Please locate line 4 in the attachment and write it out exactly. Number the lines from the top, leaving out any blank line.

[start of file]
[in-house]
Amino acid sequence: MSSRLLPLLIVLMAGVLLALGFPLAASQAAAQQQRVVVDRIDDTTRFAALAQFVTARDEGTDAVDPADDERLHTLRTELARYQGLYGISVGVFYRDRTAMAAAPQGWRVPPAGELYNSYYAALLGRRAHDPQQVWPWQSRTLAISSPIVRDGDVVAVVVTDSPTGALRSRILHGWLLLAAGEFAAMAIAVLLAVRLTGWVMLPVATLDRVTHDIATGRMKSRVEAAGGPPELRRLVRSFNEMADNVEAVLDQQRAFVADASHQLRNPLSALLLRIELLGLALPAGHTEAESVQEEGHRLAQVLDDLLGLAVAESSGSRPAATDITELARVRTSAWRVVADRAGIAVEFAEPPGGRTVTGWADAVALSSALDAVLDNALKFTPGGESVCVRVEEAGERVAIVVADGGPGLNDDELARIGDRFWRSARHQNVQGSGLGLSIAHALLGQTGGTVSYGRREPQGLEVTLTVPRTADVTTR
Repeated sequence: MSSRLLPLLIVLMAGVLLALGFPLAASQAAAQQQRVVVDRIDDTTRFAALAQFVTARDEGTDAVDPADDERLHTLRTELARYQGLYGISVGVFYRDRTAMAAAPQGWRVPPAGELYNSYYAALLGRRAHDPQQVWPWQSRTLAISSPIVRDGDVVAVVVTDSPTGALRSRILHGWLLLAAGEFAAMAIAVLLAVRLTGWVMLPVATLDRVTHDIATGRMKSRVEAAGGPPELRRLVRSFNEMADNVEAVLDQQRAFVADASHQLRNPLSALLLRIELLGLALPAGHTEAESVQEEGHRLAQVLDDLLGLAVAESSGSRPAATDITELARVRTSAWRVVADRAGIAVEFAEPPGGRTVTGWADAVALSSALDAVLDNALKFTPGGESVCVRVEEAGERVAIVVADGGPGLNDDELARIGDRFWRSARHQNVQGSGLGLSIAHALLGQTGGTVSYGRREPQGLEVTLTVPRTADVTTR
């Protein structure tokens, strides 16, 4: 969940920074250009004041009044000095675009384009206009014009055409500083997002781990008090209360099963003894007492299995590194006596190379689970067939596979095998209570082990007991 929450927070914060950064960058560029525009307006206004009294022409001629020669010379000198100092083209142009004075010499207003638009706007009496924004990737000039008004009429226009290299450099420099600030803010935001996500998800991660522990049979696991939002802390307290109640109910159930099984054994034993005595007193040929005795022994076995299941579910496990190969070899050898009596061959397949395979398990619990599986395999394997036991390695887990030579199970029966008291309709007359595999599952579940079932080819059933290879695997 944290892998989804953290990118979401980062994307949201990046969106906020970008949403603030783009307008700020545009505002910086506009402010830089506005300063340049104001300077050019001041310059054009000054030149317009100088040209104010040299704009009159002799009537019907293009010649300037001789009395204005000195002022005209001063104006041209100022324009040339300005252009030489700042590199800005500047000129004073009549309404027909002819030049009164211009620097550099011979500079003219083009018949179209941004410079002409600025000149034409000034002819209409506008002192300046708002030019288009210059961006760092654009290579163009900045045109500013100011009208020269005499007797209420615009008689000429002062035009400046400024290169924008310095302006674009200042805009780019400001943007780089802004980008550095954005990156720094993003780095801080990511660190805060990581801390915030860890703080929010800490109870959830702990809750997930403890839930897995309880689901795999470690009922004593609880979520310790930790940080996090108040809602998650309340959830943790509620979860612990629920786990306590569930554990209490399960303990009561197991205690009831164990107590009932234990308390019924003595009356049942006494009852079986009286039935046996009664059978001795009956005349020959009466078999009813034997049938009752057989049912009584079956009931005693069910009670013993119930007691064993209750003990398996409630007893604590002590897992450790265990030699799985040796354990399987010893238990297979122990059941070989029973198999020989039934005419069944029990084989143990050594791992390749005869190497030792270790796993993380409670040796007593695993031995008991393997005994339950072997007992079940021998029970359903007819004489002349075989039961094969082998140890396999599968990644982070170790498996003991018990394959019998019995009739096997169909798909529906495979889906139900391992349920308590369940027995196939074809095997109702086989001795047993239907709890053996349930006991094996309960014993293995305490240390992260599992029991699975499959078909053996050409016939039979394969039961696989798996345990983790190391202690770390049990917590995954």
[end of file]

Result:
């Protein structure tokens, strides 16, 4: 969940920074250009004041009044000095675009384009206009014009055409500083997002781990008090209360099963003894007492299995590194006596190379689970067939596979095998209570082990007991 929450927070914060950064960058560029525009307006206004009294022409001629020669010379000198100092083209142009004075010499207003638009706007009496924004990737000039008004009429226009290299450099420099600030803010935001996500998800991660522990049979696991939002802390307290109640109910159930099984054994034993005595007193040929005795022994076995299941579910496990190969070899050898009596061959397949395979398990619990599986395999394997036991390695887990030579199970029966008291309709007359595999599952579940079932080819059933290879695997 944290892998989804953290990118979401980062994307949201990046969106906020970008949403603030783009307008700020545009505002910086506009402010830089506005300063340049104001300077050019001041310059054009000054030149317009100088040209104010040299704009009159002799009537019907293009010649300037001789009395204005000195002022005209001063104006041209100022324009040339300005252009030489700042590199800005500047000129004073009549309404027909002819030049009164211009620097550099011979500079003219083009018949179209941004410079002409600025000149034409000034002819209409506008002192300046708002030019288009210059961006760092654009290579163009900045045109500013100011009208020269005499007797209420615009008689000429002062035009400046400024290169924008310095302006674009200042805009780019400001943007780089802004980008550095954005990156720094993003780095801080990511660190805060990581801390915030860890703080929010800490109870959830702990809750997930403890839930897995309880689901795999470690009922004593609880979520310790930790940080996090108040809602998650309340959830943790509620979860612990629920786990306590569930554990209490399960303990009561197991205690009831164990107590009932234990308390019924003595009356049942006494009852079986009286039935046996009664059978001795009956005349020959009466078999009813034997049938009752057989049912009584079956009931005693069910009670013993119930007691064993209750003990398996409630007893604590002590897992450790265990030699799985040796354990399987010893238990297979122990059941070989029973198999020989039934005419069944029990084989143990050594791992390749005869190497030792270790796993993380409670040796007593695993031995008991393997005994339950072997007992079940021998029970359903007819004489002349075989039961094969082998140890396999599968990644982070170790498996003991018990394959019998019995009739096997169909798909529906495979889906139900391992349920308590369940027995196939074809095997109702086989001795047993239907709890053996349930006991094996309960014993293995305490240390992260599992029991699975499959078909053996050409016939039979394969039961696989798996345990983790190391202690770390049990917590995954």